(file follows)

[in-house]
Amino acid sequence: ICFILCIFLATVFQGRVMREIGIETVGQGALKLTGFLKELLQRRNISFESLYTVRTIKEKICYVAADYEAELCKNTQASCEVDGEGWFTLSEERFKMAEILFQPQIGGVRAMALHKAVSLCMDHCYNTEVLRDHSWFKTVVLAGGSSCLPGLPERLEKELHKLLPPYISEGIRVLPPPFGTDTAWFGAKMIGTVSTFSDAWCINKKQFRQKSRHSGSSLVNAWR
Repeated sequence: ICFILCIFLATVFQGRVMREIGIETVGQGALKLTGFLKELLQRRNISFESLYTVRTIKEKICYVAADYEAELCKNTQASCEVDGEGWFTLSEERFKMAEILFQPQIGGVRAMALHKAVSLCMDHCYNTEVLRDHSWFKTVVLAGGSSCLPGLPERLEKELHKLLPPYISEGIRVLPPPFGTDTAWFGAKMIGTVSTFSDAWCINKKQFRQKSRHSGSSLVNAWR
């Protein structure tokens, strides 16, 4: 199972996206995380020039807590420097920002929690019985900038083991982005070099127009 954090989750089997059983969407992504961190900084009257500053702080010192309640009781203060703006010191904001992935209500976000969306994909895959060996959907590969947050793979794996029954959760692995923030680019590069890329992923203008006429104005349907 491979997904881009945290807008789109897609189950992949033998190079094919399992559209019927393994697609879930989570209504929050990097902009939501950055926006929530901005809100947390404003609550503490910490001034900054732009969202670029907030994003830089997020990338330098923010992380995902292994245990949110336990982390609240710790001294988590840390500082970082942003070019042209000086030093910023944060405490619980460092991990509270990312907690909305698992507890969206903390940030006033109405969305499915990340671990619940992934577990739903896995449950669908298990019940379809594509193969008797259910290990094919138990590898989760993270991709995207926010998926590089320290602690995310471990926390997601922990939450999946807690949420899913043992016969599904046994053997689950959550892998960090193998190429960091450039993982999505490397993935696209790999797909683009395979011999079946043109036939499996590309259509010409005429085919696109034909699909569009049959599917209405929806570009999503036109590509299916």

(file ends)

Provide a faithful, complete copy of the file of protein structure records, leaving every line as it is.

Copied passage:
[in-house]
Amino acid sequence: ICFILCIFLATVFQGRVMREIGIETVGQGALKLTGFLKELLQRRNISFESLYTVRTIKEKICYVAADYEAELCKNTQASCEVDGEGWFTLSEERFKMAEILFQPQIGGVRAMALHKAVSLCMDHCYNTEVLRDHSWFKTVVLAGGSSCLPGLPERLEKELHKLLPPYISEGIRVLPPPFGTDTAWFGAKMIGTVSTFSDAWCINKKQFRQKSRHSGSSLVNAWR
Repeated sequence: ICFILCIFLATVFQGRVMREIGIETVGQGALKLTGFLKELLQRRNISFESLYTVRTIKEKICYVAADYEAELCKNTQASCEVDGEGWFTLSEERFKMAEILFQPQIGGVRAMALHKAVSLCMDHCYNTEVLRDHSWFKTVVLAGGSSCLPGLPERLEKELHKLLPPYISEGIRVLPPPFGTDTAWFGAKMIGTVSTFSDAWCINKKQFRQKSRHSGSSLVNAWR
């Protein structure tokens, strides 16, 4: 199972996206995380020039807590420097920002929690019985900038083991982005070099127009 954090989750089997059983969407992504961190900084009257500053702080010192309640009781203060703006010191904001992935209500976000969306994909895959060996959907590969947050793979794996029954959760692995923030680019590069890329992923203008006429104005349907 491979997904881009945290807008789109897609189950992949033998190079094919399992559209019927393994697609879930989570209504929050990097902009939501950055926006929530901005809100947390404003609550503490910490001034900054732009969202670029907030994003830089997020990338330098923010992380995902292994245990949110336990982390609240710790001294988590840390500082970082942003070019042209000086030093910023944060405490619980460092991990509270990312907690909305698992507890969206903390940030006033109405969305499915990340671990619940992934577990739903896995449950669908298990019940379809594509193969008797259910290990094919138990590898989760993270991709995207926010998926590089320290602690995310471990926390997601922990939450999946807690949420899913043992016969599904046994053997689950959550892998960090193998190429960091450039993982999505490397993935696209790999797909683009395979011999079946043109036939499996590309259509010409005429085919696109034909699909569009049959599917209405929806570009999503036109590509299916």